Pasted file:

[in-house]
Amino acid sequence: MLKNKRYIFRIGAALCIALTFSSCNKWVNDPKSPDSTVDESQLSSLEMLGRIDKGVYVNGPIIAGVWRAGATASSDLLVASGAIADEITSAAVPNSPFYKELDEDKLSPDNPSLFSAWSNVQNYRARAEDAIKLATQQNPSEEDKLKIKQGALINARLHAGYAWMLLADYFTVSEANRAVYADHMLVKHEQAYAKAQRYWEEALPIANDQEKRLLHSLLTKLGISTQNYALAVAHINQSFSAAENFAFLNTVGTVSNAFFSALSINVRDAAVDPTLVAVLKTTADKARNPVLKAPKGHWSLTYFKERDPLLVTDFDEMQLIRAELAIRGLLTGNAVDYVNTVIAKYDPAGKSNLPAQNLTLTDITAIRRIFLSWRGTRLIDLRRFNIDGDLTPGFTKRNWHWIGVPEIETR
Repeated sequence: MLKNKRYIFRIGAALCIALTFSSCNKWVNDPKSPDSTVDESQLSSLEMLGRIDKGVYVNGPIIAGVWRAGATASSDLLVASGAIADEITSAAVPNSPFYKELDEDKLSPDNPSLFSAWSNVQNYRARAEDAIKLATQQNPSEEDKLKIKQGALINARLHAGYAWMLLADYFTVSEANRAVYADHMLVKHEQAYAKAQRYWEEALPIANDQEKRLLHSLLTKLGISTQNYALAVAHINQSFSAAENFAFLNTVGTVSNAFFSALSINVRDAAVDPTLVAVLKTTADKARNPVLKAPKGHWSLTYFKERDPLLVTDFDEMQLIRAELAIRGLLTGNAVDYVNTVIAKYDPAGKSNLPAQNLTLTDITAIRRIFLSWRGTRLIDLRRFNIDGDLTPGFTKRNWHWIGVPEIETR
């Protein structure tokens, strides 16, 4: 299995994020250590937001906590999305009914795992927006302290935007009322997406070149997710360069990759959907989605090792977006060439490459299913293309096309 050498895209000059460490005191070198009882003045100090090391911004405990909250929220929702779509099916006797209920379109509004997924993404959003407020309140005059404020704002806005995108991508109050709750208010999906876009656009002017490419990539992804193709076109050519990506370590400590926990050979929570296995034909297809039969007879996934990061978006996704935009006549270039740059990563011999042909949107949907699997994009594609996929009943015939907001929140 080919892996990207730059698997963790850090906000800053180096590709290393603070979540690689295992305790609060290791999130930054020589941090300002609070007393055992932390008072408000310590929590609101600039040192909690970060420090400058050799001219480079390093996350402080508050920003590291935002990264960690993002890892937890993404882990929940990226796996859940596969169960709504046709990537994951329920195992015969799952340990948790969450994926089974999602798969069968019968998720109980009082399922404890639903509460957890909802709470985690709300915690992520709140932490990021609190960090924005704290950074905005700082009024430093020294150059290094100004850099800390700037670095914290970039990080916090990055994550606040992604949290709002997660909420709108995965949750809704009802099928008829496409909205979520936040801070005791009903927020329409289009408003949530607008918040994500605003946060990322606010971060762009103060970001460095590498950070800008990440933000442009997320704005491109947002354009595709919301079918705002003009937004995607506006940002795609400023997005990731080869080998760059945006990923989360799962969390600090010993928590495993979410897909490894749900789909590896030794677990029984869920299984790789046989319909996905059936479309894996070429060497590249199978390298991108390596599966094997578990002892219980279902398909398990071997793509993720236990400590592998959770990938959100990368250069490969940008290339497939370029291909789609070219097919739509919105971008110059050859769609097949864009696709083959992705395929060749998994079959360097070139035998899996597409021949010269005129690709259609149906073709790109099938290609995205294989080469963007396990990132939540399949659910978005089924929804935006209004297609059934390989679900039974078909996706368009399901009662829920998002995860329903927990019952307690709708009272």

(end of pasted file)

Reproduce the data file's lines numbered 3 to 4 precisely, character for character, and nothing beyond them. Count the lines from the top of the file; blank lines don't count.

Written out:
Repeated sequence: MLKNKRYIFRIGAALCIALTFSSCNKWVNDPKSPDSTVDESQLSSLEMLGRIDKGVYVNGPIIAGVWRAGATASSDLLVASGAIADEITSAAVPNSPFYKELDEDKLSPDNPSLFSAWSNVQNYRARAEDAIKLATQQNPSEEDKLKIKQGALINARLHAGYAWMLLADYFTVSEANRAVYADHMLVKHEQAYAKAQRYWEEALPIANDQEKRLLHSLLTKLGISTQNYALAVAHINQSFSAAENFAFLNTVGTVSNAFFSALSINVRDAAVDPTLVAVLKTTADKARNPVLKAPKGHWSLTYFKERDPLLVTDFDEMQLIRAELAIRGLLTGNAVDYVNTVIAKYDPAGKSNLPAQNLTLTDITAIRRIFLSWRGTRLIDLRRFNIDGDLTPGFTKRNWHWIGVPEIETR
């Protein structure tokens, strides 16, 4: 299995994020250590937001906590999305009914795992927006302290935007009322997406070149997710360069990759959907989605090792977006060439490459299913293309096309 050498895209000059460490005191070198009882003045100090090391911004405990909250929220929702779509099916006797209920379109509004997924993404959003407020309140005059404020704002806005995108991508109050709750208010999906876009656009002017490419990539992804193709076109050519990506370590400590926990050979929570296995034909297809039969007879996934990061978006996704935009006549270039740059990563011999042909949107949907699997994009594609996929009943015939907001929140 080919892996990207730059698997963790850090906000800053180096590709290393603070979540690689295992305790609060290791999130930054020589941090300002609070007393055992932390008072408000310590929590609101600039040192909690970060420090400058050799001219480079390093996350402080508050920003590291935002990264960690993002890892937890993404882990929940990226796996859940596969169960709504046709990537994951329920195992015969799952340990948790969450994926089974999602798969069968019968998720109980009082399922404890639903509460957890909802709470985690709300915690992520709140932490990021609190960090924005704290950074905005700082009024430093020294150059290094100004850099800390700037670095914290970039990080916090990055994550606040992604949290709002997660909420709108995965949750809704009802099928008829496409909205979520936040801070005791009903927020329409289009408003949530607008918040994500605003946060990322606010971060762009103060970001460095590498950070800008990440933000442009997320704005491109947002354009595709919301079918705002003009937004995607506006940002795609400023997005990731080869080998760059945006990923989360799962969390600090010993928590495993979410897909490894749900789909590896030794677990029984869920299984790789046989319909996905059936479309894996070429060497590249199978390298991108390596599966094997578990002892219980279902398909398990071997793509993720236990400590592998959770990938959100990368250069490969940008290339497939370029291909789609070219097919739509919105971008110059050859769609097949864009696709083959992705395929060749998994079959360097070139035998899996597409021949010269005129690709259609149906073709790109099938290609995205294989080469963007396990990132939540399949659910978005089924929804935006209004297609059934390989679900039974078909996706368009399901009662829920998002995860329903927990019952307690709708009272």